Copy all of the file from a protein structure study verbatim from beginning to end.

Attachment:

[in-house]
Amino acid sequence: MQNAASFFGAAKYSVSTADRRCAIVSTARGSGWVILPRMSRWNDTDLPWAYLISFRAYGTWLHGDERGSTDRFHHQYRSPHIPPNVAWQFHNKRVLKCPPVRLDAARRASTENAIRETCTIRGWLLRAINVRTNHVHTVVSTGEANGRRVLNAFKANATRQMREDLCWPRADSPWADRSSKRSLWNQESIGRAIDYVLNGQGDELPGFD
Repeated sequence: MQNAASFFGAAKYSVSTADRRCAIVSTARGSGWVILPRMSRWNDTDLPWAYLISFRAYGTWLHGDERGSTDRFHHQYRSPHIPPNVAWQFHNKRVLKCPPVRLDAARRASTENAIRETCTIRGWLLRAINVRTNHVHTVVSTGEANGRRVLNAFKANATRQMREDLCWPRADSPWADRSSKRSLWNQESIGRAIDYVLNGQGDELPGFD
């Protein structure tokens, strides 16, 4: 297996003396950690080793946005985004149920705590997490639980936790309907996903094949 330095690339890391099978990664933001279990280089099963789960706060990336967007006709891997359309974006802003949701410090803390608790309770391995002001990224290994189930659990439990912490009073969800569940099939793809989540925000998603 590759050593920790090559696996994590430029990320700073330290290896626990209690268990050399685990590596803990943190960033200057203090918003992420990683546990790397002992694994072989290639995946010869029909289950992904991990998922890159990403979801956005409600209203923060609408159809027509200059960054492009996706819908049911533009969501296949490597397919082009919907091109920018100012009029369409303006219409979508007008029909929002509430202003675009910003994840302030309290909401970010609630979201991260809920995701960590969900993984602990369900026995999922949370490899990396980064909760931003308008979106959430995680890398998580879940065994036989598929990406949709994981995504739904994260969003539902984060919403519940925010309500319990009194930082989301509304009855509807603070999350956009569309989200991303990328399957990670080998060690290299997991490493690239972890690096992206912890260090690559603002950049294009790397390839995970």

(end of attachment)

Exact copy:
[in-house]
Amino acid sequence: MQNAASFFGAAKYSVSTADRRCAIVSTARGSGWVILPRMSRWNDTDLPWAYLISFRAYGTWLHGDERGSTDRFHHQYRSPHIPPNVAWQFHNKRVLKCPPVRLDAARRASTENAIRETCTIRGWLLRAINVRTNHVHTVVSTGEANGRRVLNAFKANATRQMREDLCWPRADSPWADRSSKRSLWNQESIGRAIDYVLNGQGDELPGFD
Repeated sequence: MQNAASFFGAAKYSVSTADRRCAIVSTARGSGWVILPRMSRWNDTDLPWAYLISFRAYGTWLHGDERGSTDRFHHQYRSPHIPPNVAWQFHNKRVLKCPPVRLDAARRASTENAIRETCTIRGWLLRAINVRTNHVHTVVSTGEANGRRVLNAFKANATRQMREDLCWPRADSPWADRSSKRSLWNQESIGRAIDYVLNGQGDELPGFD
């Protein structure tokens, strides 16, 4: 297996003396950690080793946005985004149920705590997490639980936790309907996903094949 330095690339890391099978990664933001279990280089099963789960706060990336967007006709891997359309974006802003949701410090803390608790309770391995002001990224290994189930659990439990912490009073969800569940099939793809989540925000998603 590759050593920790090559696996994590430029990320700073330290290896626990209690268990050399685990590596803990943190960033200057203090918003992420990683546990790397002992694994072989290639995946010869029909289950992904991990998922890159990403979801956005409600209203923060609408159809027509200059960054492009996706819908049911533009969501296949490597397919082009919907091109920018100012009029369409303006219409979508007008029909929002509430202003675009910003994840302030309290909401970010609630979201991260809920995701960590969900993984602990369900026995999922949370490899990396980064909760931003308008979106959430995680890398998580879940065994036989598929990406949709994981995504739904994260969003539902984060919403519940925010309500319990009194930082989301509304009855509807603070999350956009569309989200991303990328399957990670080998060690290299997991490493690239972890690096992206912890260090690559603002950049294009790397390839995970």